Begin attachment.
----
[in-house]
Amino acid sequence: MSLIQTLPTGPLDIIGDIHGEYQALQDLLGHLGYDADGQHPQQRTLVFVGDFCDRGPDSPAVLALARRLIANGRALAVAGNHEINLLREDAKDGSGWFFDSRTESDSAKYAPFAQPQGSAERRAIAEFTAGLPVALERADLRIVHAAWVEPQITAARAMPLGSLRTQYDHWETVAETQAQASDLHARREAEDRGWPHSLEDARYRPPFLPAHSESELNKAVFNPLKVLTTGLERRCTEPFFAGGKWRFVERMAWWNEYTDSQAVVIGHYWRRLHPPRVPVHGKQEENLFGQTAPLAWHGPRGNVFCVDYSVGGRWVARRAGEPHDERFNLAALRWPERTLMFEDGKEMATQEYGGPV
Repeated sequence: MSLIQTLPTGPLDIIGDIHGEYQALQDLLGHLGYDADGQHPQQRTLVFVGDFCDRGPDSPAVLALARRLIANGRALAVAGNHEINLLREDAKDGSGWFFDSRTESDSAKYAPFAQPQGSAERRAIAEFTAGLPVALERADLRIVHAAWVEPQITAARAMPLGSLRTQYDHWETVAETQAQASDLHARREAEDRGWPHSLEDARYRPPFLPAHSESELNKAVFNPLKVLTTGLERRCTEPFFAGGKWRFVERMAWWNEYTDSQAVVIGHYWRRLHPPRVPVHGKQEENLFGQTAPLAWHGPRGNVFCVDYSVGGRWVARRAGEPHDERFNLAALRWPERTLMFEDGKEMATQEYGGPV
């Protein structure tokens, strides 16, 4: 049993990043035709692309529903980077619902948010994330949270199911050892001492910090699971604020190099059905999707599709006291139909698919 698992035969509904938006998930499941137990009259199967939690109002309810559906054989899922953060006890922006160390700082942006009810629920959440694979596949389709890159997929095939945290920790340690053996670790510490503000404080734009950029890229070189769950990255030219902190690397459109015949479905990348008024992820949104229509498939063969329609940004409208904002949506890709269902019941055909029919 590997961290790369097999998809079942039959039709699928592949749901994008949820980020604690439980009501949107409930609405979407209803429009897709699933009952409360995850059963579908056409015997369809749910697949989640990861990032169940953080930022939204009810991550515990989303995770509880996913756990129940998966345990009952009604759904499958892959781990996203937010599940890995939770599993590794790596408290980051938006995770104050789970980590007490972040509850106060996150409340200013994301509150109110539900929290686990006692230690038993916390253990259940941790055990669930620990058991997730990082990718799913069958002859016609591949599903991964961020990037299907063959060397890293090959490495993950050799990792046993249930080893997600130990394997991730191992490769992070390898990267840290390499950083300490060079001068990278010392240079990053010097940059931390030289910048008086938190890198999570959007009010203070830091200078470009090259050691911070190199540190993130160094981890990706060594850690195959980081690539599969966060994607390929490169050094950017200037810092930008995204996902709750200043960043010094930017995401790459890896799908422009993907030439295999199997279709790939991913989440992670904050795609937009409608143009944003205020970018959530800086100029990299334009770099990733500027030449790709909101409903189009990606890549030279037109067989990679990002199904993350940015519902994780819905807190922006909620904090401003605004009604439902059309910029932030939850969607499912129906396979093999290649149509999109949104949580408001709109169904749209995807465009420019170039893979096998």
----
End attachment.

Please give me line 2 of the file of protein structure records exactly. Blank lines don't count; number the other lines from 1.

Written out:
Amino acid sequence: MSLIQTLPTGPLDIIGDIHGEYQALQDLLGHLGYDADGQHPQQRTLVFVGDFCDRGPDSPAVLALARRLIANGRALAVAGNHEINLLREDAKDGSGWFFDSRTESDSAKYAPFAQPQGSAERRAIAEFTAGLPVALERADLRIVHAAWVEPQITAARAMPLGSLRTQYDHWETVAETQAQASDLHARREAEDRGWPHSLEDARYRPPFLPAHSESELNKAVFNPLKVLTTGLERRCTEPFFAGGKWRFVERMAWWNEYTDSQAVVIGHYWRRLHPPRVPVHGKQEENLFGQTAPLAWHGPRGNVFCVDYSVGGRWVARRAGEPHDERFNLAALRWPERTLMFEDGKEMATQEYGGPV